Industry experts see decline on horizon for S. Korean semiconductor sector, survey finds

Posted on : 2022-08-22 17:26 KST Modified on : 2022-08-22 17:26 KST
The PSI for the domestic chip industry was down 13 points for September, likely attributable to worsening conditions in relation to China
Inside the clean room semiconductor production line of Samsung Electronics (courtesy Samsung Electronics)
Inside the clean room semiconductor production line of Samsung Electronics (courtesy Samsung Electronics)

According to a survey about industry outlook, experts say most industries are on an upward trend while the semiconductor and shipbuilding industries are in a downturn. The outlook for the semiconductor industry was shown to be especially grim. As the South Korean economy in general heavily relies on the chip industry, the sector’s decline may cast a shadow on the outlook of the economy as a whole.

Additional unfavorable factors influencing the South Korean semiconductor industry include sudden changes in the international environment, such as the economic recession in China, the biggest market for Korean semiconductors, as well as the formation of Chip 4, a US-led semiconductor partnership that serves as the country’s strategy to keep China in check.

According to findings published Sunday by the Korea Institute for Industrial Economics and Trade, the professional survey index (PSI) for the semiconductor industry in September amounted to 35, 13 points lower than the previous month’s figure (48). This was in sharp contrast to the manufacturing industry, for which the PSI rose from 74 to 84 between August and September.

Conducted by FnGuide and Metrix, the survey asked 168 experts about demand conditions (domestic sales and exports), supply conditions (production level, inventory level, investment amount), and profit conditions (profitability, product price) of different industries from Aug. 8 to 12, after which expert responses were analyzed. PSIs were calculated on a scale of 0 to 200. Lower PSIs indicate that more experts projected relevant industries to see worse conditions compared to the previous month.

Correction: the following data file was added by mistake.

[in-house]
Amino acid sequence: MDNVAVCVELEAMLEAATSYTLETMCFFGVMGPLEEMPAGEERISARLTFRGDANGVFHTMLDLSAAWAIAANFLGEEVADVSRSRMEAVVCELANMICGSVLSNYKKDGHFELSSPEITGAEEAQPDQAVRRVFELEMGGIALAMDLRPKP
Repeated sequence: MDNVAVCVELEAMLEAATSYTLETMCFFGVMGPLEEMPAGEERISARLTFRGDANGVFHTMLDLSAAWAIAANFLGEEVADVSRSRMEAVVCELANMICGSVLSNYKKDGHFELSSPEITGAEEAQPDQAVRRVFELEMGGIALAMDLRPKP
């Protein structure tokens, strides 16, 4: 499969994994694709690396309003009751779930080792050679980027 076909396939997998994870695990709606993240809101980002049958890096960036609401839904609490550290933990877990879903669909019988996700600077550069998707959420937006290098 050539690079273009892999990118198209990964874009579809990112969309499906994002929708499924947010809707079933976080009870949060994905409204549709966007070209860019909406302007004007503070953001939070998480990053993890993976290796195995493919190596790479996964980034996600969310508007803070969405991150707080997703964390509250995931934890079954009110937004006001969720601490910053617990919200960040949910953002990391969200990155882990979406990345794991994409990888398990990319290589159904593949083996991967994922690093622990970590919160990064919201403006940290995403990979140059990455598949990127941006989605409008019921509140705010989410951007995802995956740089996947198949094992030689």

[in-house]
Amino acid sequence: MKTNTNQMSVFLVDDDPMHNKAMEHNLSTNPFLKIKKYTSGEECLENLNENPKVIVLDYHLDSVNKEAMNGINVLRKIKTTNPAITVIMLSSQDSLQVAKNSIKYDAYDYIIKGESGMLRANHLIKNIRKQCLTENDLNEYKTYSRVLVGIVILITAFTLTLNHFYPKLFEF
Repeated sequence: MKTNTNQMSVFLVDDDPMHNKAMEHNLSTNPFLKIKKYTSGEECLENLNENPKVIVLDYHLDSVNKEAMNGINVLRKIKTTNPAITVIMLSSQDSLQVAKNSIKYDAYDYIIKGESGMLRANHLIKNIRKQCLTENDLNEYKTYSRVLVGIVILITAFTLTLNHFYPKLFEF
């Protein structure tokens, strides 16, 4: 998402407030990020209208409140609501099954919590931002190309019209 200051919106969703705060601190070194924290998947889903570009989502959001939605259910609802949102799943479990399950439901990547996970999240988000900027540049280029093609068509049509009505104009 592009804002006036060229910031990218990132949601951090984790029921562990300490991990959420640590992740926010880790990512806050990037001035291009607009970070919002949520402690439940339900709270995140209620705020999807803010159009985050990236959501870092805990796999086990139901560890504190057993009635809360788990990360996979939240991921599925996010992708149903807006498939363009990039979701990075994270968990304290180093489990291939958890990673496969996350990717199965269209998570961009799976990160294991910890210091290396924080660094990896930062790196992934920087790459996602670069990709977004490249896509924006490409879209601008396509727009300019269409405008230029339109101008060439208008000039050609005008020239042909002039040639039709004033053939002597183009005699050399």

Of the 10 industries examined, only the semiconductors and shipbuilding sectors showed declines when compared with the month before. In the case of shipbuilding, the survey index dropped from 86 to 85.

The highest survey index for September was for the automobile industry. It was calculated at 130, or 18 points higher than last month. Steel and bioindustry/health also had levels above the reference point (100) at 108 (+58) and 105 (+14), respectively.

In the category of electronics (mobile phones and appliances), the survey index rose from 66 to 79. By subcategory, appliances dropped from 75 to 56 while mobile phones soared from 60 to 92.

The severe slump for semiconductors was also evident in a survey of August industry conditions, which shows the present situation. The semiconductor index dropped from 38 to 30 between July and August, while the index for all manufacturing rose from 73 to 76 over the same period.

According to the index levels, the only industries showing a decline compared with a month earlier were semiconductors, shipbuilding (110→90), and bioindustry/health (100→95).

The only industry with a business condition index above the reference point was automobiles at 110 (+1). In addition to automobiles, high scores were also observed for bioindustry/health, shipbuilding (90, down 20 points), textiles (84, up 16 points), and chemicals (77, up 12 points).

The reason for the grim situation and prospects in the semiconductor sector has mainly to do with China. Lockdowns of major Chinese cities amid a resurgence of COVID-19 cases have led to difficulties with procuring parts and producing items. Declining information technology demand in China has also been a major factor.

Since May, South Korea has been recording a trade deficit with China — an unusual trend in their trade relationship. That situation, and the declining proportions of Chinese sales for major companies such as Samsung Electronics, can be attributed in large part to the aforementioned factors.

During the first half of the year, China accounted for 30.462 trillion won out of Samsung Electronics’ 115.3655 trillion won in sales (separate), or 26.4% — a drop of 3 percentage points from the 29.4% level recorded in the first half of 2021.

Semiconductors are a significant enough area to influence trends across the South Korean economy. The economy as a whole relies heavily on exports, and semiconductors account for the largest single category among those exports.

Between January and July 2022, semiconductor exports totaled US$80.2 billion, or 19.5% of all exports (US$411.1 billion). In second and third place were petrochemicals (US$37.3 billion) and automobiles (US$29.5 billion), which respectively represented 9.1% and 7.2% of all exports.

China accounts for around 40% of South Korea’s semiconductor exports by dollar value; that percentage rises to 60% when Hong Kong is also included. It’s a system where an economic slump in China inevitably triggers a semiconductor-based ripple effect with negative consequences for the entire South Korean economy.

This situation is presenting a deepening quandary for South Korea’s chipmakers and government, together with the current strategies to rein in China’s influence, which include a US-led push to form a semiconductor dialogue uniting South Korea, Japan and Taiwan.

By Kim Young-bae, senior staff writer

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